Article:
OUTSOURCING THE LATEST
INSECURITY FOR WORKERS
is "in" among manufacturing employers and public and service sector
employers as well. UE members in a variety of workplaces find themselves required to be
continually vigilant to protect their jobs from the threat of subcontracting.
In fact, says UE Genl. Pres. John Hovis, outsourcing has been
revolutionized and become so prevalent that it should be acknowledged as a new
manufacturing technique that unions need to struggle with but cant wish away.
But if workers already have cause to fear job farm-out, their nightmares
could take a hellish turn as employers increasingly look to farm in work. The
latest trend in outsourcing is insourcing having subcontractors set up shop
in the shop.
Volkswagen opened a world truck and bus plant in Resende, Brazil in
November 1996 that some bosses believe may be the factory for the new millennium.
Volkswagens suppliers not only supply components but actually assemble units into
vehicles on the VW assembly line.
SUPPLIERS ON THE FLOOR
Welcome to the world of modular production and the worlds
first plant run by subcontractors. The production flow integrates seven
"modules" sequentially. Six are designed for VWs strategic business
partners its suppliers.
Each partner occupies a section of the plant and has responsibility for
the mounting of complete assemblies. Each partner is responsible for quality control and
is paid only when the totally assembled vehicle is approved by VW.
Among the supplier-partners is Rockwell International, which is
responsible for axles and suspension systems.
VW has essentially "farmed in" its assembly operation, being
exclusively responsible only for the seventh and final production module, final product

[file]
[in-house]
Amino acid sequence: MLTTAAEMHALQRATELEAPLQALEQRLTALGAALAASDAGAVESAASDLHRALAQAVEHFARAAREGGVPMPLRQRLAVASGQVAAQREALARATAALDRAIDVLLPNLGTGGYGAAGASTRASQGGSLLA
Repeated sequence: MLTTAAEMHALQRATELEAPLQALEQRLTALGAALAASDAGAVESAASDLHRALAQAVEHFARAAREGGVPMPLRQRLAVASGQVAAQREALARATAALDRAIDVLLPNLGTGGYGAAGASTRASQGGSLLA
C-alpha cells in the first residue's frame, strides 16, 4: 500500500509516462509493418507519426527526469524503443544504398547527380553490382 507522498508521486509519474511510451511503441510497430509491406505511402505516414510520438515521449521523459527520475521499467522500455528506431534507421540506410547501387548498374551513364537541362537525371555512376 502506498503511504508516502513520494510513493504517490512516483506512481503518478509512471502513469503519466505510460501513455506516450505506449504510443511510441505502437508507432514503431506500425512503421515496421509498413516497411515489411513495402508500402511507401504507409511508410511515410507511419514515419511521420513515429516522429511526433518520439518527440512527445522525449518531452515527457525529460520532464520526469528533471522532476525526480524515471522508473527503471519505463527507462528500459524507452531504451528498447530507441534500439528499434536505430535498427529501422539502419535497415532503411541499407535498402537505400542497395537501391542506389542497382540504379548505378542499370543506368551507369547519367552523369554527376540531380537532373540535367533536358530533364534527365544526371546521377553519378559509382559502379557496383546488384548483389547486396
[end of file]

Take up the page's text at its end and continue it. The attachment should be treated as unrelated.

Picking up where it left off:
testing. "What are conspicuously scarce are Volkswagen workers," reported the New
Assembly-line workers in the new plant are paid approximately two-thirds
less than auto workers in Volkswagens Sβo Paulo plant. Any down time on the
assembly line is charged to workers, who must make it up without overtime.
Why the new process? A Brazilian VW executive explains that the old
manufacturing system pioneered by Henry Ford "cant respond fast enough to the
challenges of the global economy."
The Ford Motor Co., meanwhile, began building a new plant in Brazil
last July which will employ the "modular consortium" system. Ford suppliers are
reportedly investing a total of $300 million towards the companys "Amazon
Project;" the supplier-partners will share factory space with Ford workers,
delivering completed units of new vehicles instead of several parts that would later be
assembled on the line.
General Motors cutting-edge "Blue Macaw" plant,
also in Brazil, is likewise based on a new relationship with suppliers; its
scheduled to open this spring. Chrysler is also getting into the act, also in
Brazil, opening a $315 million modular truck plant there last summer.
But corporate plans for re-engineering manufacturing are not limited to
ITS HAPPENING HERE
General Motors, which has already had bruising battles with the United
Auto Workers over outsourcing, has a North American version of its Brazilian Blue
Macaw." GM envisions a smaller labor force (reduced by as much as half) and "new
manufacturing techniques" for what the company calls "Project Yellowstone."
Suppliers will build entire sections of a car; GM workers will do final assembly.
GMs Oklahoma City assembly plant has been chosen for the launch of Yellowstone.
GMs decision announced Aug. 3, 1998 to spin off its $31 billion Delphi
Automotive Systems components division is believed by some industry analysts to be
part of the companys shift to modular production.
Modular production "looks great on paper," says Business Week.
With suppliers shouldering more of the risk and investment, auto makers can cut the size
of assembly plant by two-thirds and slash the workforce by half.
Fords Batavia, Ohio parts plant will produce "gearless"
transmissions in a joint venture with the German firm, ZF Friedrichshafen AG,
holder of a patent for continuously variable automatic transmission. (Ford will own 49
percent of the new entity, ZF 51 percent.) Parts companies will install pre-assembled
modules in model-year 2001 cars.
According to Business Week, some experts believe the Big Three auto
companies will eventually sell off their engine and auto assembly plants.
FUTURE IS ALREADY HERE
Deere manufactures big mowers at its plant in Fuquay-Varina, N.C.; MetoKote
Corp. is a painting subcontractor with an adjacent facility. Pieces of Deere machines
to be painted are whisked at 45 feet a minute to and from MetoKote via conveyer. The
arrangement between the two companies means that MetoKote pays for Deeres painting